I hope you go with them.


I have spent many years abroad. It was a comparative accident that brought me back to this country. We have to make a good deal of distinction between sheltered and unsheltered industries, and I feel that in sheltered industries not subject to competition on any large scale there is great scope. I have had complaints of the very long hours worked in public institutions, sometimes running up to 60 or 70 a week. That occurs in areas controlled by all political parties. We might make immediately a very real improvement there if the local bodies would see to it, in the local institutions under their control, that as far as possible the people had reasonable hours and reasonable conditions of service. There is no particular difficulty that I can see in bringing that about.

Now I come to a very difficult problem in the coal industry, in connection with foreign competition. There is no difference in any part of the House on one subject, and that is that when a law is made in this country it is rigidly enforced. Our system of inspection and our enforcement of the law is one of the strongest things about our civilisation. [HON. MEMBERS: "Question." I have not heard that questioned before. At any rate it is so in contrast with other countries. This is a rather difficult matter to talk about, because I am extremely unwilling to say anything that will reflect in any way on any foreign country. But let me tell a story of something that happened across the Channel. A cousin of mine was chaplain at an Anglican church at Mentone, and there were difficulties about the surrounding trees shading the windows of the church to such an extent as to be very inconvenient for the service. My cousin tried to put into operation the ordinary methods of getting the trees cut. There was a tremendous amount of red tape, but at a cost of something like 100 francs the trees were cut, though not very much. Next year when the problem came up again a Frenchman came to my cousin and said: "You leave this problem to me and I will manage it." My cousin was delighted to agree, and he was still more pleased to find that the trees were better cut than they had been before, and that the Frenchman told him that the cost would be two francs. "How on earth," asked my cousin, "did you get through all the red tape necessary for a sum like that?" "Oh," he replied, "a Frenchman knows what to do. I just tipped the gardener." That story has, I think, some bearing on the problem of competition between this country and others. I do not for a moment accuse any foreign country of bad faith or anything of that sort, but I do think that there is a very definite difference sometimes in the interpretation of regulations in this country and other countries. We have had a definite challenge today and I take it up. Show us the way in which hours can be materially reduced and wages maintained and the company and industry can still continue to be prosperous, and we will enthusiastically accept it. We realise on this side of the House, and it is realised on the other side, that a decent and proper wage for the working class is the first charge on industry and not the last. Therefore, I appeal to the House to come together with enthusiasm and try as far as possible to shorten hours and to improve the conditions of our working classes, but I honestly believe that that can be done far more effectively in the words of the Amendment than in the words of the Resolution.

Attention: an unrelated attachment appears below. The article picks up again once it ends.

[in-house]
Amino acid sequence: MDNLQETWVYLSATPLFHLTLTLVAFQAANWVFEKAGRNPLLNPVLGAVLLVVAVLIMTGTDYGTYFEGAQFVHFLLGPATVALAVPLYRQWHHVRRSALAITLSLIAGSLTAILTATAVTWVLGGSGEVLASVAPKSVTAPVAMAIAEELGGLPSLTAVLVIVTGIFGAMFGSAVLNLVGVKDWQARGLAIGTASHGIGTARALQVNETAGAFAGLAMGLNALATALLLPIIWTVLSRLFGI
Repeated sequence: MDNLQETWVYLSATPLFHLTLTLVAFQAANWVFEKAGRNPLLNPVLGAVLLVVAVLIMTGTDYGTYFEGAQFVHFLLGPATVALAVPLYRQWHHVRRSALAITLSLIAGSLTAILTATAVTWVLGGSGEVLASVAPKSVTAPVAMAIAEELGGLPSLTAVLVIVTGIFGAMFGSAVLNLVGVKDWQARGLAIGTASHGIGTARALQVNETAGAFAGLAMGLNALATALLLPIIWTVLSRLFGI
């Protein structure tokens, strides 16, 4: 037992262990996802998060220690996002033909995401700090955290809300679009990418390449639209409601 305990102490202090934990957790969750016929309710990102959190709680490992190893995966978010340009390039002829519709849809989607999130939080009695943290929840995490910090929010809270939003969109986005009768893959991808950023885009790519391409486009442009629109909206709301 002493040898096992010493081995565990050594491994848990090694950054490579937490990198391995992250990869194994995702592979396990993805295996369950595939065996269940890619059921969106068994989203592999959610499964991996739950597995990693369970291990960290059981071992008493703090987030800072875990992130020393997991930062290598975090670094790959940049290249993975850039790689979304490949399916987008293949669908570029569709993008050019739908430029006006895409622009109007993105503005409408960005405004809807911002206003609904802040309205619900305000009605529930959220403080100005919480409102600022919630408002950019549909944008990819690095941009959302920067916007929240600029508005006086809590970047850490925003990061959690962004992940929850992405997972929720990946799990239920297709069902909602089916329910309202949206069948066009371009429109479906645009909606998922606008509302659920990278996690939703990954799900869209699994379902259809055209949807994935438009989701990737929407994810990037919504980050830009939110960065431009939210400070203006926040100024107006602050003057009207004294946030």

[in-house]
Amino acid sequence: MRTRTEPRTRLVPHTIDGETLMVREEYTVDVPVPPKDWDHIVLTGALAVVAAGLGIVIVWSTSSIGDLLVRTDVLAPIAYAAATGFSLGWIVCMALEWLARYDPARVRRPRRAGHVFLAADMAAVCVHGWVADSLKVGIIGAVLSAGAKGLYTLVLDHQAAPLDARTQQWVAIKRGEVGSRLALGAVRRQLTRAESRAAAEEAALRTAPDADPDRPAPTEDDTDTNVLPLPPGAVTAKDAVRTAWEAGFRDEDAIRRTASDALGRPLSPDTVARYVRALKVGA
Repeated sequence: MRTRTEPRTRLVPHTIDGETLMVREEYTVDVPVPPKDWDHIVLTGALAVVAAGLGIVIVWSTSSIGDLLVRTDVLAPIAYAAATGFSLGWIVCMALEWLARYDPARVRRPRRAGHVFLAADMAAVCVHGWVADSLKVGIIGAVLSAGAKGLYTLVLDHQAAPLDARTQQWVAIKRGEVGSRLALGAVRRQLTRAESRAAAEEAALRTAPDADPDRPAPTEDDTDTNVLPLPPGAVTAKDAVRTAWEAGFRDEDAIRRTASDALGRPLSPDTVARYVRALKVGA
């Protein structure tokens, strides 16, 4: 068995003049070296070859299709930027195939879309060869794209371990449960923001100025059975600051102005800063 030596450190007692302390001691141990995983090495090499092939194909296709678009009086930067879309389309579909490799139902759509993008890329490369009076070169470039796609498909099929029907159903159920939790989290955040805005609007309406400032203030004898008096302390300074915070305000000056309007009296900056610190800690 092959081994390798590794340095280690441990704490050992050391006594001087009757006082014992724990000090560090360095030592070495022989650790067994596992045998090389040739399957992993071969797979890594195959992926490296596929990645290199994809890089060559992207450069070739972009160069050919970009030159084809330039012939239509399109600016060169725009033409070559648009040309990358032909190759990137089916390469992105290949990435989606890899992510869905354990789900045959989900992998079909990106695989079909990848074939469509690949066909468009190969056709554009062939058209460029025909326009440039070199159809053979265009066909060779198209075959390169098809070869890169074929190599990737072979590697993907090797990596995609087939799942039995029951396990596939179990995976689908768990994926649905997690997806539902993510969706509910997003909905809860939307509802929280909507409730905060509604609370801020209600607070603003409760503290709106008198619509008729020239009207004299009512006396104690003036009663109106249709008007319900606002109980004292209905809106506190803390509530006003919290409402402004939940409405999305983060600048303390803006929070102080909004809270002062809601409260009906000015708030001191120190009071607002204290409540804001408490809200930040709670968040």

7.25 p.m.


I am not going to take the hon. Member to where the cherry blossom grows or to end up by cutting down the trees. I realise from his lucid speech how much sympathy he has with the project of the shortening of hours of labour, but he began to build barriers that have to be climbed before that shortening can be accomplished. We are taking the logical line of bringing forward our main objectives and showing the advantages that will accrue from the shortening of the working week. As a fellow county Member in Staffordshire I am sure that my hon. Friend appreciates as I do the effect of the newer mechanised processes in the Midlands to- day.


Hear, hear.


He realises the effect on the physical energy that has to be exercised in all the operations of our industrial life. The effect of this rationalisation, this intensified work, on the individual, is very considerable, and at the same time it has directly brought greater profits and advantages to the employers. In seeking the logical conclusion we ask that the worker should

be given the advantage of a reduction of hours as a recompense. This intensified work is having its effect on the immediate health of the worker and also on the ultimate period of life during which he can be an effective worker in his industry. That equally applies not only to those who are entering into industry for a lifetime but to the younger people and the female operatives who expect to be in industry only for a few years. It is also having its effects on the educational possibilities and leisure of those engaged in industry. It is because we believe that the things we advocate in our Resolution are desirable and necessary for the maintenance of a better civilisation that we seek to incorporate in our industrial life the application as a maximum of a 40-hour week.